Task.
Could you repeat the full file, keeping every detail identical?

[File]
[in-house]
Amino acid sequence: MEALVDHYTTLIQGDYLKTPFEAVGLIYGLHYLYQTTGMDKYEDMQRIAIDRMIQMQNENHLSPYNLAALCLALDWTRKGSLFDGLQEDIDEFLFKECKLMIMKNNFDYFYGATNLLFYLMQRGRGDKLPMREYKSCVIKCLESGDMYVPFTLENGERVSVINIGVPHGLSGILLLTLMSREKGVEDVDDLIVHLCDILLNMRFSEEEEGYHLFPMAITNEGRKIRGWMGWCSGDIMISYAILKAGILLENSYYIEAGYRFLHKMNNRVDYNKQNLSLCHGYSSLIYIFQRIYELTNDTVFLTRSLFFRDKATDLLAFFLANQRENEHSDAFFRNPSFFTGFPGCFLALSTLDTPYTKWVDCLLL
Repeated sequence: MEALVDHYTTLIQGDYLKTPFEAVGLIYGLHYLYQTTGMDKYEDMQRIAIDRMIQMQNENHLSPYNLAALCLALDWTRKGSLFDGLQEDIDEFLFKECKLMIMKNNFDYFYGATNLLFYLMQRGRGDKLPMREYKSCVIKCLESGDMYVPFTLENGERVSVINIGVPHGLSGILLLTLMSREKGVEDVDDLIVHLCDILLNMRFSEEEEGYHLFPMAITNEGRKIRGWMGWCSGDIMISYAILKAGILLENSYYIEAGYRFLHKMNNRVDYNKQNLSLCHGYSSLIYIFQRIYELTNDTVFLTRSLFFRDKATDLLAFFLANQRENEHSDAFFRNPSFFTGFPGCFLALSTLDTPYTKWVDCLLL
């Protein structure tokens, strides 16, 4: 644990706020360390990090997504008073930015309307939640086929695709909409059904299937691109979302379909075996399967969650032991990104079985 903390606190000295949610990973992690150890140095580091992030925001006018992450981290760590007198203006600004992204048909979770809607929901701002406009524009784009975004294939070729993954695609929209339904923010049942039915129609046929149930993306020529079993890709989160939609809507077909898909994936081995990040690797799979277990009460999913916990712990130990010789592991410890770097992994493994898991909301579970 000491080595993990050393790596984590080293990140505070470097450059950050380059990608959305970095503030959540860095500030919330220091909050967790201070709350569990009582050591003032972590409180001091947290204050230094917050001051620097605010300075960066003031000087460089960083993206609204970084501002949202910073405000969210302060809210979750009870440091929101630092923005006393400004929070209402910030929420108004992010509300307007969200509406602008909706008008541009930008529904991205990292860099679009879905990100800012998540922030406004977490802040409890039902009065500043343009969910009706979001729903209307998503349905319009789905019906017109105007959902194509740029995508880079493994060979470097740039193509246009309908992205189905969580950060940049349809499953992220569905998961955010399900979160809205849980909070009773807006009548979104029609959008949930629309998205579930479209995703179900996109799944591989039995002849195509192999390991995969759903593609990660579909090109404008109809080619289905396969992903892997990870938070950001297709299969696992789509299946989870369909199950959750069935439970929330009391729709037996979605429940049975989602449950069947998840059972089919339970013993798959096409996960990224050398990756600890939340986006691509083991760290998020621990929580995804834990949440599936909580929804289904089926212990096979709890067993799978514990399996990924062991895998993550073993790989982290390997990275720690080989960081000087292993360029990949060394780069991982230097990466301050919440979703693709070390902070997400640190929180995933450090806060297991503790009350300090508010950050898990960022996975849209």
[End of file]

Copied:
[in-house]
Amino acid sequence: MEALVDHYTTLIQGDYLKTPFEAVGLIYGLHYLYQTTGMDKYEDMQRIAIDRMIQMQNENHLSPYNLAALCLALDWTRKGSLFDGLQEDIDEFLFKECKLMIMKNNFDYFYGATNLLFYLMQRGRGDKLPMREYKSCVIKCLESGDMYVPFTLENGERVSVINIGVPHGLSGILLLTLMSREKGVEDVDDLIVHLCDILLNMRFSEEEEGYHLFPMAITNEGRKIRGWMGWCSGDIMISYAILKAGILLENSYYIEAGYRFLHKMNNRVDYNKQNLSLCHGYSSLIYIFQRIYELTNDTVFLTRSLFFRDKATDLLAFFLANQRENEHSDAFFRNPSFFTGFPGCFLALSTLDTPYTKWVDCLLL
Repeated sequence: MEALVDHYTTLIQGDYLKTPFEAVGLIYGLHYLYQTTGMDKYEDMQRIAIDRMIQMQNENHLSPYNLAALCLALDWTRKGSLFDGLQEDIDEFLFKECKLMIMKNNFDYFYGATNLLFYLMQRGRGDKLPMREYKSCVIKCLESGDMYVPFTLENGERVSVINIGVPHGLSGILLLTLMSREKGVEDVDDLIVHLCDILLNMRFSEEEEGYHLFPMAITNEGRKIRGWMGWCSGDIMISYAILKAGILLENSYYIEAGYRFLHKMNNRVDYNKQNLSLCHGYSSLIYIFQRIYELTNDTVFLTRSLFFRDKATDLLAFFLANQRENEHSDAFFRNPSFFTGFPGCFLALSTLDTPYTKWVDCLLL
């Protein structure tokens, strides 16, 4: 644990706020360390990090997504008073930015309307939640086929695709909409059904299937691109979302379909075996399967969650032991990104079985 903390606190000295949610990973992690150890140095580091992030925001006018992450981290760590007198203006600004992204048909979770809607929901701002406009524009784009975004294939070729993954695609929209339904923010049942039915129609046929149930993306020529079993890709989160939609809507077909898909994936081995990040690797799979277990009460999913916990712990130990010789592991410890770097992994493994898991909301579970 000491080595993990050393790596984590080293990140505070470097450059950050380059990608959305970095503030959540860095500030919330220091909050967790201070709350569990009582050591003032972590409180001091947290204050230094917050001051620097605010300075960066003031000087460089960083993206609204970084501002949202910073405000969210302060809210979750009870440091929101630092923005006393400004929070209402910030929420108004992010509300307007969200509406602008909706008008541009930008529904991205990292860099679009879905990100800012998540922030406004977490802040409890039902009065500043343009969910009706979001729903209307998503349905319009789905019906017109105007959902194509740029995508880079493994060979470097740039193509246009309908992205189905969580950060940049349809499953992220569905998961955010399900979160809205849980909070009773807006009548979104029609959008949930629309998205579930479209995703179900996109799944591989039995002849195509192999390991995969759903593609990660579909090109404008109809080619289905396969992903892997990870938070950001297709299969696992789509299946989870369909199950959750069935439970929330009391729709037996979605429940049975989602449950069947998840059972089919339970013993798959096409996960990224050398990756600890939340986006691509083991760290998020621990929580995804834990949440599936909580929804289904089926212990096979709890067993799978514990399996990924062991895998993550073993790989982290390997990275720690080989960081000087292993360029990949060394780069991982230097990466301050919440979703693709070390902070997400640190929180995933450090806060297991503790009350300090508010950050898990960022996975849209």